Chris McKitterick (mckitterick) wrote,
Chris McKitterick

Bonus Astro-Image of the Day: A Flight to the Nearest Star

Here's my newest astrophoto taken with the Meade telescope. I took this one as part of a test to see if the changes I made to the drive's setup yesterday helped tracking. Unfortunately, soon after setting up the telescope and assorted electronics, I discovered that there's no Sun setting in the system. WTF? So I had to manually set it up using a compass and level. Seriously. Anyhow, the results don't really tell me much, because part of today's manual setup required pointing to two stars that I couldn't see, what with it being daytime and all. *sigh*

So I got results similar to the Moon shots: Once again, the drive didn't track correctly. Even more disappointing is that, through the eyepiece, I couldn't spot any sunspots or any other details, just a big, over-bright orb of Sun-ness.

(At this point you might be wondering why I'm not blind. Of course I used a full-aperture solar filter! Never point optics at the Sun without a true solar filter that covers all of the primary end of the instrument.)

Still, I thought it might be fun to once again image the movement and make an animated GIF to offer y'all what feels like a flight over the Moon! Here's a still from the animated GIF (which you can see under the cut):

During image processing on my computer is where I got really excited. Notice the detail you can see beyond the bright surface of the Sun: That's the Sun's corona. Wowee! I photographed something I didn't even realize you could see without the Moon eclipsing the Sun. Suddenly I'm really happy with the shots! If we could reduce magnification a bit more or gain a wider field of view, my photo would look something like this, taken in France during a total solar eclipse in 1999:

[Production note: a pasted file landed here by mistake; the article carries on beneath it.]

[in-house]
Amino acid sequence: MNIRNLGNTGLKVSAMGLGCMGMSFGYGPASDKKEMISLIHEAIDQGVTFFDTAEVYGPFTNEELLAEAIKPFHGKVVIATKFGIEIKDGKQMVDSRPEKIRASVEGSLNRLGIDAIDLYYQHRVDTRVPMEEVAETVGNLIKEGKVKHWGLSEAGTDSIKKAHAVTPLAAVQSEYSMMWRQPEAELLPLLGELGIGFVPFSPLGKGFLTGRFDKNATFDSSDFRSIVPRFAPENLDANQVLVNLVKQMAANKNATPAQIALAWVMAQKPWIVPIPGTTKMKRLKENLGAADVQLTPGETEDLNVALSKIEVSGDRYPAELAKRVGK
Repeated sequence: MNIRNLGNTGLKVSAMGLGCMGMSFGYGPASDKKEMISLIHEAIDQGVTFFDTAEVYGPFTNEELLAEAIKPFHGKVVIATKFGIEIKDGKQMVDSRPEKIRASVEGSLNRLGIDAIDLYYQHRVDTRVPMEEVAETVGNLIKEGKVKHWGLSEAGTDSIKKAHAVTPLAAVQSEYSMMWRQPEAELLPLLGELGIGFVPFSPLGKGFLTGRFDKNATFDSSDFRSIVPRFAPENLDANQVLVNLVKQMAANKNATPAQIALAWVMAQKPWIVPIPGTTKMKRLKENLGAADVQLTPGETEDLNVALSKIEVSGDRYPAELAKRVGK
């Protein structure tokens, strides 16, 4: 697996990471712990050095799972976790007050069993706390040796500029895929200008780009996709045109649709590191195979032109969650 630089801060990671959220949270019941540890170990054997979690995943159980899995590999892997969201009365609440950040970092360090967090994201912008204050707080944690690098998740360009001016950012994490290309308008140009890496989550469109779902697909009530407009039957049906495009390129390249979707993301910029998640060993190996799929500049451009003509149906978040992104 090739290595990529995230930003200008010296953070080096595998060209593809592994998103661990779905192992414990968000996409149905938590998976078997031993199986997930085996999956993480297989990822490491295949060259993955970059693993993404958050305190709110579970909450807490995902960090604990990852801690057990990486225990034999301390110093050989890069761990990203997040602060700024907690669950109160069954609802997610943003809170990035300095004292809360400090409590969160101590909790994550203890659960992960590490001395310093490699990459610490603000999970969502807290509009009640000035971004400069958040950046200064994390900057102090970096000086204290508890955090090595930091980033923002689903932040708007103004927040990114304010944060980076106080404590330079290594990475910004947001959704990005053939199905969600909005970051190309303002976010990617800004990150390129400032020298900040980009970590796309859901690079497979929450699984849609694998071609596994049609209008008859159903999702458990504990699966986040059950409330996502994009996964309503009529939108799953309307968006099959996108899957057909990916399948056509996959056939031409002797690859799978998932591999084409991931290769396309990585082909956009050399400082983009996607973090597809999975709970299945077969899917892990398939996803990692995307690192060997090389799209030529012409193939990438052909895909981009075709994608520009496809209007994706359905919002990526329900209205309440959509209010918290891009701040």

Click the image to see the story.

Optics details: I made this animated .gif from a series of astro-photos taken with a Meade 12" LX90 GPS telescope and a Meade DSI-III astro-imager. Taken at prime focus using an f/6.3 focal reducer, resulting in a focal length of 76.8" or 1951mm. Solar filter is full-aperture silvered glass by Seymore Solar. Screwed into the imager's barrel was an Orion adjustable polarizing filter set at about 25% to reduce glare.

Images are approximately 1/10 second each with an interval of a few seconds between them. During processing, I reduced image size, increased contrast 10%, and increased mid-range color 40% to reveal atmospheric detail. Images then run through an animated-gif maker (free version, hence the poor quality and silly "Trial Version!!" banner.)... to produce this flight to our nearest star:

I'm loving this whole digital-astrophotography thing.


Tags: astronomy, telescopes

  • Calling all Trump voters:

    I acknowledge that you can't ALL support the awful things your chosen candidate said during the campaign. You might even believe that he just…

  • Losing My Religion

    I just realized that losing my religion as an early teenager led to a lot of troubled times throughout my teens and even into my early 20s. I'd…

  • Why so many Americans vote against their own best interests.

    Want to understand what's up with poor people voting Tea Party or Republican? Here's a hint: " The financial crisis proved that rich people are no…

  • Post a new comment


    default userpic

    Your reply will be screened

    Your IP address will be recorded 

    When you submit the form an invisible reCAPTCHA check will be performed.
    You must follow the Privacy Policy and Google Terms of use.